But they're family!


After the wedding fiasco I wrote about below, I forgot a detail that seems important to mention in a new post. NMIL called my own mom... expecting her to be on their side??? To this day it confuses me.

Our parents had met only once on an extended weekend where they hosted my family up at their second home on the lake front up north. Hardly knew each other. The visit was scripted to say the least and I had the suspicion it was faked but kept it to myself this visit to avoid drama.

The N's tried hard to appear as model parents and after that weekend, I knew I wasn't the only one who felt the control in the family. My mom had taken me aside after and said his mother and grandmother control everything, they really did dictate how everything happened during my parents stay. My mom didn't know all the details of my first 2 week long visit with them, but she knew I didn't like it there and knew I wasn't the most thrilled being there again for that weekend.

During the whole drama ordeal which unfolded that fall, my mother got a call on her cell from my NMIL-to-be, we were still only engaged at the time. This was almost directly after one of the abusive, yelling-voice-raising calls DH and I were subjected to that week. I was incredulous to why they would STOOP to call my parents into the drama. It seemed surreal and really scared me.

 I heard my mom's voice, polite as always but I could tell she was pissed. I could also tell NMIL was pumping her for information about ME, her own daughter. If she knew of any reason I wouldn't want to be with them, etc, etc. Do I really think they're racist? (her question, something NOT put in her head by me or my mother) I also found this odd considering the comments I'd received during my time with them in the past. Every way she could point a finger at me, my mothers arrogant, strong-willed daughter... she did. I was mortified. So was my mother. I remember my mom hanging up, telling me NMIL was pissed she didn't get any information out of her about me. I could tell she was seriously angry this woman tried to GET any dirt on me as if my own mother would spill the goods and juicy gossip about her own daughter. It really boggles my mind.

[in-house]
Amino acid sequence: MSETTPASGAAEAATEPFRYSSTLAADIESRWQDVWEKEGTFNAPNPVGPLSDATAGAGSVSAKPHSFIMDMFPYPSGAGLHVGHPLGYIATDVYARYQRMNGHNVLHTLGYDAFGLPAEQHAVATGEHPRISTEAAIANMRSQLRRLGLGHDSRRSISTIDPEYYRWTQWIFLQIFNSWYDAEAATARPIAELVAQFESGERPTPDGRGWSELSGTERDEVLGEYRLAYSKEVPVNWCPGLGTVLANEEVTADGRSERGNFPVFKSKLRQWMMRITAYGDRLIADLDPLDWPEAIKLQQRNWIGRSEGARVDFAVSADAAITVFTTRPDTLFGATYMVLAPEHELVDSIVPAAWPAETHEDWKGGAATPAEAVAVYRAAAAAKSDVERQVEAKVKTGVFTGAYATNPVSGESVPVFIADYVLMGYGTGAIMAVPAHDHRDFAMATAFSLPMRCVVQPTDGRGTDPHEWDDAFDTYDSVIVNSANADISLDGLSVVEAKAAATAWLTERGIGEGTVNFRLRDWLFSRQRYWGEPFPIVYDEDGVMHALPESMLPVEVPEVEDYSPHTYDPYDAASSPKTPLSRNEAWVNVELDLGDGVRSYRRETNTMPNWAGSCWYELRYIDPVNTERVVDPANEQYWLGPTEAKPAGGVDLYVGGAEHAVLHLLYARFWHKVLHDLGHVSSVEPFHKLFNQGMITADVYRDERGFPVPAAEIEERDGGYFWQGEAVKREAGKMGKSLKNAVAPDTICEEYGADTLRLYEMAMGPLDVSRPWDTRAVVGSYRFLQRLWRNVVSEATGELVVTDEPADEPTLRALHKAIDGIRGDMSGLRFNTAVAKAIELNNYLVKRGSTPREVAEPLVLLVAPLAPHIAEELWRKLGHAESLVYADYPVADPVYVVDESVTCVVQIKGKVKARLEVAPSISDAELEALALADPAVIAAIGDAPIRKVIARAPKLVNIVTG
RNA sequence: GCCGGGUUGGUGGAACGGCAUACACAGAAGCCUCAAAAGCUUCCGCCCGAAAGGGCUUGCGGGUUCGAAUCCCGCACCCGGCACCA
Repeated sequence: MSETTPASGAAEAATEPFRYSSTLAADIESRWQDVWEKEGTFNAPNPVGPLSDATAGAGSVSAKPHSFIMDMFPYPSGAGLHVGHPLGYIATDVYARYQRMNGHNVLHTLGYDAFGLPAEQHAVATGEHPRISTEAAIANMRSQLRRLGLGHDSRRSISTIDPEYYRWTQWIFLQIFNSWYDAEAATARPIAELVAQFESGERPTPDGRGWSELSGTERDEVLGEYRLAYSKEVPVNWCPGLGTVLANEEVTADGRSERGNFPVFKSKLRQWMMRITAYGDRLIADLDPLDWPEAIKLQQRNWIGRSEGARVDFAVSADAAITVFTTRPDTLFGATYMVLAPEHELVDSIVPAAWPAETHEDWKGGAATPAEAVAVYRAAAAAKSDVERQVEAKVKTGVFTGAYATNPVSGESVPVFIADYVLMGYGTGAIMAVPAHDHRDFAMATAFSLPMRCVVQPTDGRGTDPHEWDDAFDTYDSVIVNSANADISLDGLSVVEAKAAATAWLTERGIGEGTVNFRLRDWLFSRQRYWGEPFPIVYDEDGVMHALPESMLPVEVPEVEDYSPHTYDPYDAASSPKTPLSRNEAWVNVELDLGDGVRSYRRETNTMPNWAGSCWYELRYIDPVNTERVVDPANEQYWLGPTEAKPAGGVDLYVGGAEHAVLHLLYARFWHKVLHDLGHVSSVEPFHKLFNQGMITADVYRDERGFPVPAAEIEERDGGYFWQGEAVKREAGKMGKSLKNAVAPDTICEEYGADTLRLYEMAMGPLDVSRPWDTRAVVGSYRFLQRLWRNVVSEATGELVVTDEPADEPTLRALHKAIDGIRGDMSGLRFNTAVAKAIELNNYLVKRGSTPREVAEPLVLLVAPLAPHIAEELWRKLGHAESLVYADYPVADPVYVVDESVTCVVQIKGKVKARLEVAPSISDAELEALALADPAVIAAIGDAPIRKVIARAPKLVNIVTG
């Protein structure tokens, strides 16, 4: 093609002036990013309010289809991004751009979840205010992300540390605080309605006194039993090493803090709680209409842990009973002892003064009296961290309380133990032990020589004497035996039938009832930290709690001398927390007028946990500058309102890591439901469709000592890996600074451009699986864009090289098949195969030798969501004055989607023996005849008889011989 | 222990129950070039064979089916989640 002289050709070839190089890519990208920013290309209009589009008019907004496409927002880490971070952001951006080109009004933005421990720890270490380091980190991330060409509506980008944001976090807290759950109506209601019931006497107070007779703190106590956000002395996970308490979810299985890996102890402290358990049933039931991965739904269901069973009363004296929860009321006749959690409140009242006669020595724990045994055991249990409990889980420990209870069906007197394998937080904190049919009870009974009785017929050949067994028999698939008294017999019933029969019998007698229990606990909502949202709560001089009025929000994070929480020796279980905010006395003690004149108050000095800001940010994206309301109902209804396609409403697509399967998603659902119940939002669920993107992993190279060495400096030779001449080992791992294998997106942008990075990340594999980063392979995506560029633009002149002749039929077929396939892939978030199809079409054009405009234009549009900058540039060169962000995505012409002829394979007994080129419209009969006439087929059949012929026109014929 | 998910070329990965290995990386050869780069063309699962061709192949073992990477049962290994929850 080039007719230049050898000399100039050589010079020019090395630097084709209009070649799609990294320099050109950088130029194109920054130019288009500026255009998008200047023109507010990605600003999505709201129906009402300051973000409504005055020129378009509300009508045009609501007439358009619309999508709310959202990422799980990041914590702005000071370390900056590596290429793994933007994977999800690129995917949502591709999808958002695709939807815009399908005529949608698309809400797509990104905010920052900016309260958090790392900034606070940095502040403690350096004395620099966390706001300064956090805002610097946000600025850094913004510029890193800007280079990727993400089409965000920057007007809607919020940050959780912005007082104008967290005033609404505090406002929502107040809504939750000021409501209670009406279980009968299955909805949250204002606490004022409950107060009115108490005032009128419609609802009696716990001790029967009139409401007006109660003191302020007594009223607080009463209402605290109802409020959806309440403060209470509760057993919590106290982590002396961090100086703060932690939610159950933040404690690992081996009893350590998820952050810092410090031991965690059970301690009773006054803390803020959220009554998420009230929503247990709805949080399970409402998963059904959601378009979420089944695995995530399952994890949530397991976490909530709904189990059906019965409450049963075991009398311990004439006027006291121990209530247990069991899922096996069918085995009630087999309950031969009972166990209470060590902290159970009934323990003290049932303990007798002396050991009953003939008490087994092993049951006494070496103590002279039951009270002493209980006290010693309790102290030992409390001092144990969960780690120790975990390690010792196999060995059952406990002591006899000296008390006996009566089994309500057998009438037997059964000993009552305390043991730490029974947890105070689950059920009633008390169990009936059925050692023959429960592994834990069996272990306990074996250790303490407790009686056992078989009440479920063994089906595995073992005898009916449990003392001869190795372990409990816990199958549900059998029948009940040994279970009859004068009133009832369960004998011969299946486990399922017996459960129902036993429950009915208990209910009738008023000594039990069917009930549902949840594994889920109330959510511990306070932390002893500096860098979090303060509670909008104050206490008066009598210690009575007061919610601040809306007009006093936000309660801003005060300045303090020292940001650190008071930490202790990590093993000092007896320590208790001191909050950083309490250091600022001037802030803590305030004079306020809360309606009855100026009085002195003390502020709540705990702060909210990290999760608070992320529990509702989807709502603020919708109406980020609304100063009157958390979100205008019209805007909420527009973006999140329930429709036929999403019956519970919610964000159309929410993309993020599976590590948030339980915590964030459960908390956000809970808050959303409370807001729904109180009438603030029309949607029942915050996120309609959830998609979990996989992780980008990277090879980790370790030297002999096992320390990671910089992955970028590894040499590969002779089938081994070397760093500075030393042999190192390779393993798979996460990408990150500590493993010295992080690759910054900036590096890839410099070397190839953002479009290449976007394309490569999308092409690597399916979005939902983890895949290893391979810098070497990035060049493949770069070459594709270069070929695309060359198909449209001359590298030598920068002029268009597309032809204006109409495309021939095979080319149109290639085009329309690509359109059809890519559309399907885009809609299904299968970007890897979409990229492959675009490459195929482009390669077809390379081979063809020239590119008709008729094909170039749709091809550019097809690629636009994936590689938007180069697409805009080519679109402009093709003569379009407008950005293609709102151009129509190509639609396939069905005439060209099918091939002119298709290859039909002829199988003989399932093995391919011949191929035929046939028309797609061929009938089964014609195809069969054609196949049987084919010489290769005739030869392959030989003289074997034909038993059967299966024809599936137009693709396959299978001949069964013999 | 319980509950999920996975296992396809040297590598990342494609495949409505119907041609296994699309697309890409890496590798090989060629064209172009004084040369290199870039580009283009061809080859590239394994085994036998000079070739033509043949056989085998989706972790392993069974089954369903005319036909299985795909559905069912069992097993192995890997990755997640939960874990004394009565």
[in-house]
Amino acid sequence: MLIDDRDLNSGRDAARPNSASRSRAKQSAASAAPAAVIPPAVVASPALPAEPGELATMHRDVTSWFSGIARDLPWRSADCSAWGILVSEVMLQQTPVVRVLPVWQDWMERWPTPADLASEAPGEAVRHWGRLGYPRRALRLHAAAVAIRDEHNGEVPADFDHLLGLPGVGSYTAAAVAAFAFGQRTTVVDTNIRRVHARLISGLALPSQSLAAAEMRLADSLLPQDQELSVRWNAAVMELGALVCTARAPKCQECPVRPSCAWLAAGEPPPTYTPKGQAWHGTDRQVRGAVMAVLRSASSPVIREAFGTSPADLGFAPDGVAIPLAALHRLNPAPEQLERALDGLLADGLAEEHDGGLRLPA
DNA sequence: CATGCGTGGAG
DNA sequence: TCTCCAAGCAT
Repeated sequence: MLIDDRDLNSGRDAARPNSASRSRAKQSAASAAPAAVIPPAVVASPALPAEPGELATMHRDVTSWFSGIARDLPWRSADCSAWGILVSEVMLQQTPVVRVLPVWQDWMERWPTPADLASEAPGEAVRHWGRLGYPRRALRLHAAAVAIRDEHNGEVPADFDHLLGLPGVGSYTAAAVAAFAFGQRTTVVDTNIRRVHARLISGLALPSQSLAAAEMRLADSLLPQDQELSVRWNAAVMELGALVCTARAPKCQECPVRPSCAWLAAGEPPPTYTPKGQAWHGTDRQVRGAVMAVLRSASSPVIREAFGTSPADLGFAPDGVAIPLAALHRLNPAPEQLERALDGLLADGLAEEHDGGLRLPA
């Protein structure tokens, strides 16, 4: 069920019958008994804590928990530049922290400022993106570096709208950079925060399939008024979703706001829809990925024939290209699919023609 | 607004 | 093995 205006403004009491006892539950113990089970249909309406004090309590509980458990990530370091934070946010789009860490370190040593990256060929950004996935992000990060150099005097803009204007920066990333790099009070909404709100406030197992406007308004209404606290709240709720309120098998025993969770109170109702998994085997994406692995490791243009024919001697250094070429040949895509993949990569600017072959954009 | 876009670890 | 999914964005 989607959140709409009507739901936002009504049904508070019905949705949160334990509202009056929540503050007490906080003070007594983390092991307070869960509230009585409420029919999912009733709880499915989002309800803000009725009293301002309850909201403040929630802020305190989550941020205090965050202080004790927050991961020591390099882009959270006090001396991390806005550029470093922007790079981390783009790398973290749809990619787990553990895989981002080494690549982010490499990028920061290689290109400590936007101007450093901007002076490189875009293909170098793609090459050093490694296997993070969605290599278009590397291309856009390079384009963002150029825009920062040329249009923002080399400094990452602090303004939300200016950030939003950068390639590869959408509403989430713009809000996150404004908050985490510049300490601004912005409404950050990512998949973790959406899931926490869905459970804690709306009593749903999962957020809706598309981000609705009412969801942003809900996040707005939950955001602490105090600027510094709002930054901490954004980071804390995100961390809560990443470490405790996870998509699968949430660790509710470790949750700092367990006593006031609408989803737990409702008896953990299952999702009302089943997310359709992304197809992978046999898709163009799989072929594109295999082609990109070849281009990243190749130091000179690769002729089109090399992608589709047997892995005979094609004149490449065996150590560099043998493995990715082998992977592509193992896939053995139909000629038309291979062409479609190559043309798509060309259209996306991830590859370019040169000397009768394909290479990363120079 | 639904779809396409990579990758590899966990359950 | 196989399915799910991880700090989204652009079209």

My parents are not welcoming towards the NIL's. Certainly not after that. My father a little more so than my mother. During our wedding planning he agreed to host DH's friends as well as family over if we wanted to see them, but said his parents were not welcome in his home. My dad's a pretty mild-mannered guy and I have never heard him say this about anyone as long as I can remember.

But yet... the standards double. My mom has urged me on more than one occasion that 'of course they'll be there' when the baby is born. That I can't 'keep them away'. That I should try to invite them into my home and entertain them while DH is able to talk with his family. Regardless of how many times I openly say that DH wants nothing to do with his family, these comments are still made. The NIL's are still 'family'.

I have heard over and over again to give them grace, to extend forgiveness and to open up my heart and home when I feel it would be very unwise to do so. Somehow being a part of the family by law should indicate that I would bend over backwards to make amends for damage I didn't do. And here comes the great lie: you have to forgive them. And by forgive I mean the notion to welcome them back into your life.

Being raised in a Christian home has faced me with a unique set of challenges as I hear this all the time from those well-meaning people who really don't understand everything. After coming to terms with the fact the N-family is ALL Christian and holier than thou- my faith was shaken. I walked away from the church for a while as I didn't want to subject myself to the abuse that 'they're family, you're supposed to forgive and forget with family'.

And that's when I learned a hard lesson. When abuse is covered over with said 'forgiveness' the abusers do not grow in Christ. They do not grow as people. For the abused to begin the healing process the abuse must be seen as such! It must be validated. And that is exactly where I believe the church failed me, personally.

During this break from Christianity I rediscovered myself, I found purpose in finding out more about groups that support women who are abused. Strangely, I found that many (well, most) cases of domestic violence are verbal. Oftentimes these wounds can leave the deepest scars. Oftentimes the perpetrators cannot be punished by law because no physical violence occurred. Belittling and abusing power over someone is terribly common. This breaks my heart.